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Ignimbrite
Ignimbrite




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Ignimbrite Rock

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1 Definition
1.1 Definition
Ignimbrite is a volcanic rock consisting mainly of pumice fragments, formed by the consolidation of material deposited by pyroclastic flows
1.2 History
1.2.1 Origin
New Zealand
1.2.2 Discoverer
Patrick Marshall
1.3 Etymology
From Latin ignis fire + imber, imbr- shower of rain, storm cloud + -ite
1.4 Class
Igneous Rocks
1.4.1 Sub-Class
Durable Rock, Medium Hardness Rock
1.5 Family
1.5.1 Group
Volcanic
1.6 Other Categories
Fine Grained Rock, Opaque Rock
2 Texture
2.1 Texture
Aphanitic
2.2 Color
Beige, Black, Brown, Grey, Pink, White
2.3 Maintenance
More
2.4 Durability
Durable
2.4.1 Water Resistant
81% Igneous Rocks Rocks have it !
2.4.2 Scratch Resistant
86% Igneous Rocks Rocks have it !
2.4.3 Stain Resistant
66% Igneous Rocks Rocks have it !
2.4.4 Wind Resistant
49% Igneous Rocks Rocks have it !
2.4.5 Acid Resistant
48% Igneous Rocks Rocks have it !
2.5 Appearance
Dull, Vesicular and Foilated
3 Uses
3.1 Architecture
3.1.1 Interior Uses
Decorative Aggregates, Floor Tiles, Homes, Interior Decoration
3.1.2 Exterior Uses
As Building Stone, Garden Decoration, Office Buildings, Paving Stone
3.1.3 Other Architectural Uses
Curbing
3.2 Industry
3.2.1 Construction Industry
Building houses or walls, Construction Aggregate
3.2.2 Medical Industry
Not Yet Used
3.3 Antiquity Uses
Artifacts, Monuments, Sculpture, Small Figurines
3.4 Other Uses
3.4.1 Commercial Uses
Cemetery Markers, Commemorative Tablets, Creating Artwork
4 Types
4.1 Types
Not Available
4.2 Features
Always found as volcanic pipes over deep continental crust
4.3 Archaeological Significance
4.3.1 Monuments
Used
4.3.2 Famous Monuments
Data Not Available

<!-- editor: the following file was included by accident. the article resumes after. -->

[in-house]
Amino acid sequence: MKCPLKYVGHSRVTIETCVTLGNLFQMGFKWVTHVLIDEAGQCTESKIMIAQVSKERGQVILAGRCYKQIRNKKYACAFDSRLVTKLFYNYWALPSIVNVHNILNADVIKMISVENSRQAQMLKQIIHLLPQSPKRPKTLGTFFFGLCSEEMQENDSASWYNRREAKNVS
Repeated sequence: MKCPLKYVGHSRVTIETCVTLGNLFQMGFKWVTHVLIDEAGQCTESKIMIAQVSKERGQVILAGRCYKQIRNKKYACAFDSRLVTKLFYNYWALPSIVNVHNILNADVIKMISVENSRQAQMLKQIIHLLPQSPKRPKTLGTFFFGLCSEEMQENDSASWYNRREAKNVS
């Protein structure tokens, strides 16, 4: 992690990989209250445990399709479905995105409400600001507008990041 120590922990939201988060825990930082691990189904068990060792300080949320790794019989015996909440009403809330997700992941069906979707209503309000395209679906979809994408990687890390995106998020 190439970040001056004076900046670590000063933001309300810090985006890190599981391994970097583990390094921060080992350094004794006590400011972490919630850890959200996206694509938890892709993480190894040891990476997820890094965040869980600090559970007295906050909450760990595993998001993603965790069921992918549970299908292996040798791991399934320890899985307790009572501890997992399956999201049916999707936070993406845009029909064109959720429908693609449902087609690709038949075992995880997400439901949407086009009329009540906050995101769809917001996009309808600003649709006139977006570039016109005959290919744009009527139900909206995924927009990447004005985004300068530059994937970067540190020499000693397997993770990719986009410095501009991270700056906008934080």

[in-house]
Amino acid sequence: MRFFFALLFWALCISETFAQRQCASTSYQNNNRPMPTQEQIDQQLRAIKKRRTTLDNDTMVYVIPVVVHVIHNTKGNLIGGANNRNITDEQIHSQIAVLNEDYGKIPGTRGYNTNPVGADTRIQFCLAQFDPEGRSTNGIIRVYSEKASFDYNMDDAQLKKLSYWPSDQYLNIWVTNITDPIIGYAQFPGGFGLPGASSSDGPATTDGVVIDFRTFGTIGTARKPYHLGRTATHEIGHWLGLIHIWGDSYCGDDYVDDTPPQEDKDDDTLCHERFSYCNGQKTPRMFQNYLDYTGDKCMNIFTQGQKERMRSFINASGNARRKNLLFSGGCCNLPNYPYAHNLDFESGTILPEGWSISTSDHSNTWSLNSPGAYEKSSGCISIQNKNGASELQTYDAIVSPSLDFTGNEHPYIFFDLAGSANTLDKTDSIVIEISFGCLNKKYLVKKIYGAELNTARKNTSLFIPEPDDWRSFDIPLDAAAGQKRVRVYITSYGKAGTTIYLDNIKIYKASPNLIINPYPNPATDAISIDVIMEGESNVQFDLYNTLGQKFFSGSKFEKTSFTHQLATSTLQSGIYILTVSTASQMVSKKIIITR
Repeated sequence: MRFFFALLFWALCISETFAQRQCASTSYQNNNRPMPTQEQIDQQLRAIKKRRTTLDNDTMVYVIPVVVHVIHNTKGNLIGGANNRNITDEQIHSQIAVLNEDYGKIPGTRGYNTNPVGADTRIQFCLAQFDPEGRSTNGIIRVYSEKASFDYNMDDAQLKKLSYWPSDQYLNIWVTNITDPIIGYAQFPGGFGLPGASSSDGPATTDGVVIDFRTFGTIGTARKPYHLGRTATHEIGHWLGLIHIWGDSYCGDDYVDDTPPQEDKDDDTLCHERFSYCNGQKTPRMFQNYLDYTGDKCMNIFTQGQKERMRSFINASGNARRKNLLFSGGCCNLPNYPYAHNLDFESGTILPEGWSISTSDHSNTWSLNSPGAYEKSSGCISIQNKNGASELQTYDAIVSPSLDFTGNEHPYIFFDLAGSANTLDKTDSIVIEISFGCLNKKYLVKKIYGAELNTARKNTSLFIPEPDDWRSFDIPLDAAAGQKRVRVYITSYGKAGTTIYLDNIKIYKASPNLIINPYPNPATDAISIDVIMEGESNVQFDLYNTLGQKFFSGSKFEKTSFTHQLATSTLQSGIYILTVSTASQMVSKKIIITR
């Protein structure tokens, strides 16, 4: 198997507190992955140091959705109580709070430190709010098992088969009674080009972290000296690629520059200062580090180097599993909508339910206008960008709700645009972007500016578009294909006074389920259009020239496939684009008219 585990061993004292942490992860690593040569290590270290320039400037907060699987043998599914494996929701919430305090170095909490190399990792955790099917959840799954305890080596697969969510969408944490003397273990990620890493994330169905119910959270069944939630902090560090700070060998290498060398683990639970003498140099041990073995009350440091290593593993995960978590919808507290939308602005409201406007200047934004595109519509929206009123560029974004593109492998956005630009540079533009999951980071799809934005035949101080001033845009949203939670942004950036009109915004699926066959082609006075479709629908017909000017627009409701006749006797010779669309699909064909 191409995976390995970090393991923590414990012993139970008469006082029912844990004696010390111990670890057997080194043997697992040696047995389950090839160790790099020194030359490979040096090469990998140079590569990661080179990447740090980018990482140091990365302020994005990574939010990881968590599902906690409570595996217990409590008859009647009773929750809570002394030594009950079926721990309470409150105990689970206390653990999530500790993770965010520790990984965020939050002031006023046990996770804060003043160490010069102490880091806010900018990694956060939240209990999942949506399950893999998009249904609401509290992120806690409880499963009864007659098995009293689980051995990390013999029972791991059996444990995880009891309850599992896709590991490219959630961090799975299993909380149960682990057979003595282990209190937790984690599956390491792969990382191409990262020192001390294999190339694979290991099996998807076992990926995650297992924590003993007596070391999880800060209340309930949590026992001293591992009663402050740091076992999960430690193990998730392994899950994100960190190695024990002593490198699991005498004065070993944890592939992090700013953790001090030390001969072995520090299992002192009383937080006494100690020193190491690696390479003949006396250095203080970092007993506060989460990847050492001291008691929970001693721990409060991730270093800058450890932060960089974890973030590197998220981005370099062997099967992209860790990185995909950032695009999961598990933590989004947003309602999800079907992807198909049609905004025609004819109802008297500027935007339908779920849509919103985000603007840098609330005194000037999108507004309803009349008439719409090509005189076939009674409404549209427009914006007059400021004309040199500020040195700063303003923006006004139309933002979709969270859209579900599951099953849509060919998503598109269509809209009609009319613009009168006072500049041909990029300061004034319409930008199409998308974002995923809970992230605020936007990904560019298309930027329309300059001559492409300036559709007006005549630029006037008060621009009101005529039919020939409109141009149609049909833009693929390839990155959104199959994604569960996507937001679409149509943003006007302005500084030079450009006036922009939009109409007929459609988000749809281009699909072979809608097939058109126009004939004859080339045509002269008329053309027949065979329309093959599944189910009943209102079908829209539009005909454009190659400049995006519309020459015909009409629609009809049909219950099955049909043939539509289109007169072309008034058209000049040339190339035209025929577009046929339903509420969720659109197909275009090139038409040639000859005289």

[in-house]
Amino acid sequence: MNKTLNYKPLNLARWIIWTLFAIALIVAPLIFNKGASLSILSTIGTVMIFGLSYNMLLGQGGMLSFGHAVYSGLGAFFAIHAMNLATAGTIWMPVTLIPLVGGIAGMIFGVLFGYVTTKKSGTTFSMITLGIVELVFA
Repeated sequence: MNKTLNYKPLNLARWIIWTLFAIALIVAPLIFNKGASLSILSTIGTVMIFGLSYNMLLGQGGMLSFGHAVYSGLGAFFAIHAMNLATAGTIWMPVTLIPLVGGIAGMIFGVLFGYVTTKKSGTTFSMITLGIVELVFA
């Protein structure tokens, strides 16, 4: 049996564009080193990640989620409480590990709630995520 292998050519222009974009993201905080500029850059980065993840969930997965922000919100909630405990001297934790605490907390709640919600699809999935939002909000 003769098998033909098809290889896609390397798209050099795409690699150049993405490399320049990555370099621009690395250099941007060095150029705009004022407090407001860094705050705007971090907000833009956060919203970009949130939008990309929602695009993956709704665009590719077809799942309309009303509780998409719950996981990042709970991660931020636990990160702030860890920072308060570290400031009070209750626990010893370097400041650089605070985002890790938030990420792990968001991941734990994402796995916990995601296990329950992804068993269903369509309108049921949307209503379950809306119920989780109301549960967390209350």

4.3.3 Sculpture
Used
4.3.4 Famous Sculptures
Data Not Available
4.3.5 Pictographs
Used
4.3.6 Petroglyphs
Used
4.3.7 Figurines
Used
4.4 Fossils
Absent
5 Formation
5.1 Formation
Ignimbrites are formed from very poorly sorted mixture of volcanic ash or tuff and pumice lapilli, commonly with scattered lithic fragments.
5.2 Composition
5.2.1 Mineral Content
Apatite, Biotite, Calcite, Chlorite, Feldspar, Hematite, Hornblade, Ilmenite, Magnetite, Olivine, Pyroxene, Quartz
5.2.2 Compound Content
Ca, NaCl
5.3 Transformation
5.3.1 Metamorphism
97% Igneous Rocks Rocks have it !
5.3.2 Types of Metamorphism
Burial Metamorphism, Contact Metamorphism, Hydrothermal Metamorphism, Impact Metamorphism, Regional Metamorphism
5.3.3 Weathering
99% Igneous Rocks Rocks have it !
5.3.4 Types of Weathering
Biological Weathering, Chemical Weathering
5.3.5 Erosion
92% Igneous Rocks Rocks have it !
5.3.6 Types of Erosion
Chemical Erosion, Coastal Erosion
6 Properties
6.1 Physical Properties
6.1.1 Hardness
4-6
6.1.2 Grain Size
Fine Grained
6.1.3 Fracture
Uneven
6.1.4 Streak
White
6.1.5 Porosity
Highly Porous
6.1.6 Luster
Vitreous to Dull
6.1.7 Compressive Strength
Flint
243.80 N/mm2
Rank: 5 (Overall)
Obsidian
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6.1.8 Cleavage
Not Available
6.1.9 Toughness
Not Available
6.1.10 Specific Gravity
2.73
6.1.11 Transparency
Opaque
6.1.12 Density
1-1.8 g/cm3
6.2 Thermal Properties
6.2.1 Specific Heat Capacity
Banded iron for..
0.20 kJ/Kg K
Rank: 25 (Overall)
Granulite
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6.2.2 Resistance
Heat Resistant, Impact Resistant, Pressure Resistant, Wear Resistant
7 Reserves
7.1 Deposits in Eastern Continents
7.1.1 Asia
Afghanistan, Armenia, Azerbaijan, Burma, Cambodia, China, India, Indonesia, Iran, Japan, Malaysia, Mongolia, Nepal, North Korea, Pakistan, Saudi Arabia, Syria, Taiwan, Thailand, Turkey, Vietnam, Yemen
7.1.2 Africa
Cameroon, Cape Verde, Chad, Djibouti, Eritrea, Ethiopia, Kenya, Libya, Madagascar, Nigeria, Rwanda, South Africa, Sudan, Tanzania, Uganda
7.1.3 Europe
France, Georgia, Germany, Greece, Iceland, Italy, Netherlands, Poland, Portugal, Spain, United Kingdom
7.1.4 Others
Antarctica, Hawaii Islands
7.2 Deposits in Western Continents
7.2.1 North America
Canada, Costa Rica, Panama, USA
7.2.2 South America
Argentina, Bolivia, Brazil, Chile, Colombia, Ecuador
7.3 Deposits in Oceania Continent
7.3.1 Australia
Central Australia, Western Australia

Information about Ignimbrite

Rocks are naturally occurring solids which are composed of minerals & have been used by humans since ages. From Stone Age, rocks are used for various purposes. Also, the metals and minerals found in rock play an important role in our life. Get to know all the Ignimbrite Uses. We have provided you with all information about Ignimbrite rock here. Ignimbrite is a volcanic rock consisting mainly of pumice fragments, formed by the consolidation of material deposited by pyroclastic flows. Ignimbrite is available in beige, black, brown, grey, pink, white colors. The streak of a rock is the color of powder produced when it is dragged across an unweathered surface. The streak of Ignimbrite is white. Get to know more about Ignimbrite rock and characteristics of Ignimbrite rock in the next sections.

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